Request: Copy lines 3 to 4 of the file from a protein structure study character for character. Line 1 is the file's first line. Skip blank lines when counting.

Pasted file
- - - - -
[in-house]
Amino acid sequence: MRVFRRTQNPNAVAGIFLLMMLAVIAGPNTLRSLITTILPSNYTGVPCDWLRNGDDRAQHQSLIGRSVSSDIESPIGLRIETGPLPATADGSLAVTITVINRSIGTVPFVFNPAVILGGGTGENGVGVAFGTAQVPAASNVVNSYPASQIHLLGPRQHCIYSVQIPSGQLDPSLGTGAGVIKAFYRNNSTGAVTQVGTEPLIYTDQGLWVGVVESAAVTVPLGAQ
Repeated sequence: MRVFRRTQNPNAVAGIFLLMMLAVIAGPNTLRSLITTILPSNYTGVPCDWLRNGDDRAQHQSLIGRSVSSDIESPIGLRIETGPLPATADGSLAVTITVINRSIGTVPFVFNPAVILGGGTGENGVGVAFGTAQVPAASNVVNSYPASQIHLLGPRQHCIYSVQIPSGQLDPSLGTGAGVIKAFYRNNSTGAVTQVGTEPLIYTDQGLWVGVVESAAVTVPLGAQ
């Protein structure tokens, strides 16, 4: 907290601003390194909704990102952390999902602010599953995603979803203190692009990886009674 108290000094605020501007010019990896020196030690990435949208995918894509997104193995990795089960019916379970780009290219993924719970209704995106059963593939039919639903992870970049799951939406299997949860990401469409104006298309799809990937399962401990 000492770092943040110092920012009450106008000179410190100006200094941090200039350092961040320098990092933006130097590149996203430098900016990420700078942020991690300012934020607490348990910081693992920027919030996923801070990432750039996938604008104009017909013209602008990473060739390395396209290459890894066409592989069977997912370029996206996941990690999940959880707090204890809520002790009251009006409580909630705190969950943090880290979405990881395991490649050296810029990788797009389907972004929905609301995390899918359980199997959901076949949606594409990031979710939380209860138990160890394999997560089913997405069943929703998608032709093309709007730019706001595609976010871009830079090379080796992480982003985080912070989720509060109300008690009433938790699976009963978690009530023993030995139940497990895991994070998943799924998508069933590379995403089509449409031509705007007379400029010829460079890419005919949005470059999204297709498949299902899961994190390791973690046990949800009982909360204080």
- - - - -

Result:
Repeated sequence: MRVFRRTQNPNAVAGIFLLMMLAVIAGPNTLRSLITTILPSNYTGVPCDWLRNGDDRAQHQSLIGRSVSSDIESPIGLRIETGPLPATADGSLAVTITVINRSIGTVPFVFNPAVILGGGTGENGVGVAFGTAQVPAASNVVNSYPASQIHLLGPRQHCIYSVQIPSGQLDPSLGTGAGVIKAFYRNNSTGAVTQVGTEPLIYTDQGLWVGVVESAAVTVPLGAQ
């Protein structure tokens, strides 16, 4: 907290601003390194909704990102952390999902602010599953995603979803203190692009990886009674 108290000094605020501007010019990896020196030690990435949208995918894509997104193995990795089960019916379970780009290219993924719970209704995106059963593939039919639903992870970049799951939406299997949860990401469409104006298309799809990937399962401990 000492770092943040110092920012009450106008000179410190100006200094941090200039350092961040320098990092933006130097590149996203430098900016990420700078942020991690300012934020607490348990910081693992920027919030996923801070990432750039996938604008104009017909013209602008990473060739390395396209290459890894066409592989069977997912370029996206996941990690999940959880707090204890809520002790009251009006409580909630705190969950943090880290979405990881395991490649050296810029990788797009389907972004929905609301995390899918359980199997959901076949949606594409990031979710939380209860138990160890394999997560089913997405069943929703998608032709093309709007730019706001595609976010871009830079090379080796992480982003985080912070989720509060109300008690009433938790699976009963978690009530023993030995139940497990895991994070998943799924998508069933590379995403089509449409031509705007007379400029010829460079890419005919949005470059999204297709498949299902899961994190390791973690046990949800009982909360204080």